Last week saw the wrap up of the Learning 2 Conference in Singapore. Last time around in Beijing I was luckily enough to spend lots of the conference presenting with UWCSEA colleagues on Coaching and Mentoring. This time around I was part of the conference organsing committee; immersed in a world of spreadsheets, VLookUp functions, signs and catering. I managed to get to one Extended Session lead by John Darcy focusing on transformation and change in education. (a Google Doc of notes is available here) John is currently the Director of Student Learning at Istanbul International Community School, and in the past had led learning and technology initiatives at Canadian International School of HK. My takeaways from the session were around the risk that the majority of technology initiatives inevitably lead to little or no improvement in student learning.
76% of technology initiatives fail to improve learning (John Hattie)
The quote above ought to be an point of reflection for most school leaders and institutions that have spent a lot of money on technology in the last 3-4 years. I think some schools with developed 1:1 laptop programmes would struggle to articulate exactly where and how technology improves learning. A litmus test for me, when visiting a school is to ask what difference laptops make in their teaching and specifically in their subject. When some schools do explain, the teacher practice could likely be tokenistic and adhoc in nature. Even when they get close to this point of articulation, another initiative will come along that will drain the organisations energy. John’s point was that for a change initiative to be successful, it requires a change in culture and this means looking at a longer timeframe or 5 + 5 years.
I agree technology delivers lots of efficiency gains for teachers, such as disseminating information quickly through a Learning Platform or through using an electronic grade book. It is also easy to say that students have access to greater information and collaborative tools, but I think schools need to be showcasing where the benefits of technology lie at a subject level and grade level, and even more importantly the approaches that have a detrimental impact on learning.
To this end, I have been trying to embed the use of technology in our school, through the goal setting process and have been working the concept on department technology toolkits. I want our staff to confidently identify three to four key areas, where using technology clearly benefits learning in their subject area and to then ensure that all staff are comfortable using the technique or pedagogy in their classes over the next couple of years. Schools can have many beacons of excellence, but for an initiative to improve learning, the majority of teachers need to be fluent and confident users of what we consider best practice. Our toolkits are still a work in progress, but John’s session highlighted the importance of getting more subject leaders on board with the concept and for me to continue to facilitate the process.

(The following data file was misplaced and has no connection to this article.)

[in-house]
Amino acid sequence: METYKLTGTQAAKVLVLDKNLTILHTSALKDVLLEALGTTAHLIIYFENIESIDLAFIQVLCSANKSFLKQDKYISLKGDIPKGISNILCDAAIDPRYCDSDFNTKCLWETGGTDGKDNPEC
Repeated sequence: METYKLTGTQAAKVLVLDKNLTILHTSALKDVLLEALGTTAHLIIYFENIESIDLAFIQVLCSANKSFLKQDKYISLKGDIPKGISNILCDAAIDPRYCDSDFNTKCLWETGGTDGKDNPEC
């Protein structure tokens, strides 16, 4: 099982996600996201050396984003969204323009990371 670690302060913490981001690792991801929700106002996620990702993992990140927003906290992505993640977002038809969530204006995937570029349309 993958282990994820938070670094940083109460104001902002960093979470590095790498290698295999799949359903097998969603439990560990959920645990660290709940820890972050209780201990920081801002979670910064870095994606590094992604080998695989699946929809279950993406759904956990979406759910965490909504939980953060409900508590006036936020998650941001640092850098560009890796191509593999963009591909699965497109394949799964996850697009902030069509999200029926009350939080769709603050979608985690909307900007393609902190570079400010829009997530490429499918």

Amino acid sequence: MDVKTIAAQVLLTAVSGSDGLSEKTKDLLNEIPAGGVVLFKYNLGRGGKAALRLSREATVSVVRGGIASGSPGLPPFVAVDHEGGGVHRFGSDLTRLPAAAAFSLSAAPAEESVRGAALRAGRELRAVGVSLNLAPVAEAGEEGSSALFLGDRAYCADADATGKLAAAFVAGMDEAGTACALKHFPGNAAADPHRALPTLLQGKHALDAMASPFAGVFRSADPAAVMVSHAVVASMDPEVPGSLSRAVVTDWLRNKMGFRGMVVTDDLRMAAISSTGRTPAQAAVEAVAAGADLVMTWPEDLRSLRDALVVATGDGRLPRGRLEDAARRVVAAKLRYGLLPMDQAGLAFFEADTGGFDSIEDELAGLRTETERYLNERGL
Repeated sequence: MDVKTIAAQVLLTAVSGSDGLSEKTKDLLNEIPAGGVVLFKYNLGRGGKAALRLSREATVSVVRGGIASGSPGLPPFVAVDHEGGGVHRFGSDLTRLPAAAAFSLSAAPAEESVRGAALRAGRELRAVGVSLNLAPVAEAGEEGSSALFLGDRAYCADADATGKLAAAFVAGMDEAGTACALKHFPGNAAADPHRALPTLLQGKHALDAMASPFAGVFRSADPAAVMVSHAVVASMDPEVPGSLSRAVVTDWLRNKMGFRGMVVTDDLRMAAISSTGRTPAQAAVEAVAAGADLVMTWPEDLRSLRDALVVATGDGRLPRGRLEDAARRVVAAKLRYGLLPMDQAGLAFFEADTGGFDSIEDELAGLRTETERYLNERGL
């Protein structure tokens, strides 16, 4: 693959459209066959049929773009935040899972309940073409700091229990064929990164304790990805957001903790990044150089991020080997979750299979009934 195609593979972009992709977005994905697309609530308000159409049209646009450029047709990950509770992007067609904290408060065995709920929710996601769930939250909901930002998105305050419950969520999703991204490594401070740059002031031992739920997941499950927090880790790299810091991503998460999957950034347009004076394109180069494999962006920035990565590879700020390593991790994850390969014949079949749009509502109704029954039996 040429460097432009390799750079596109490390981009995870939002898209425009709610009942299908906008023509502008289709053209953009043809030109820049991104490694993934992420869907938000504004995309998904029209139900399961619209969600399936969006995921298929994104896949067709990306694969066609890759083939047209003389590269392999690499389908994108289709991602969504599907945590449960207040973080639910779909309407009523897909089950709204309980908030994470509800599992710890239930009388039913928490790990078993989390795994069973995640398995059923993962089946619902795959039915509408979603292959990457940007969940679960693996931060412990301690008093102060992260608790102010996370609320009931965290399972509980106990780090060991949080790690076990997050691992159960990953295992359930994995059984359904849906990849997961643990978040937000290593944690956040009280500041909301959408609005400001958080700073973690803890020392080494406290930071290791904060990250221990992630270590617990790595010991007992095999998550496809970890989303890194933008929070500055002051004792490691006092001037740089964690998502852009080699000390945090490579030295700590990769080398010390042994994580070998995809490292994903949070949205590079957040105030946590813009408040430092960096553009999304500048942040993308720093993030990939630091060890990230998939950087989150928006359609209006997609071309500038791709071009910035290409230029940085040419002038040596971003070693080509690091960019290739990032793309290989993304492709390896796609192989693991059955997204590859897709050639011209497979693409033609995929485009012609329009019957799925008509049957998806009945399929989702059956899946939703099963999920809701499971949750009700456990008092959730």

The development of these toolkits is also highlighted some important ideas about change. Some teachers love to experiment and try new teaching approaches, but the majority of teachers would like a path or guide of steps to follow. I think we had got to this juncture after two years of our iLearn initiative, where some of the great experimentation had to be consolidated and documented as UWCSEA best practice. if there are true benefits of using technology in a particular subject area then we expect that all of the teachers will be using a similar approach or recommended tool.
Our toolkits clearly define a path for teachers to move forward, but at the same time the toolkits will hopefully evolve via the input of Tech Mentors or Digital Literacy Coaches. Furthermore these tool kits are becoming more focused on our school learning principles and the guiding principles like formative assessment, differentiation, flexible progression. When technology further enhances what we already acknowledge as best practice in education, then I have no doubt a learning will be improved and your school won’t be one of the 76%.
The other thing I keep going back to is that technology can improve learning in lots of different ways, but perhaps the impact that it has on skills and dispositions that are not explicit in our written curriculum is the most important. Some of the things that happen in schools in the hidden curriculum will have the most impact on students life long learning. I think my school could do so much more to develop creative spaces for making, tinkering and experimenting to happen that are not strictly linked to our written curriculum…. watch this space 🙂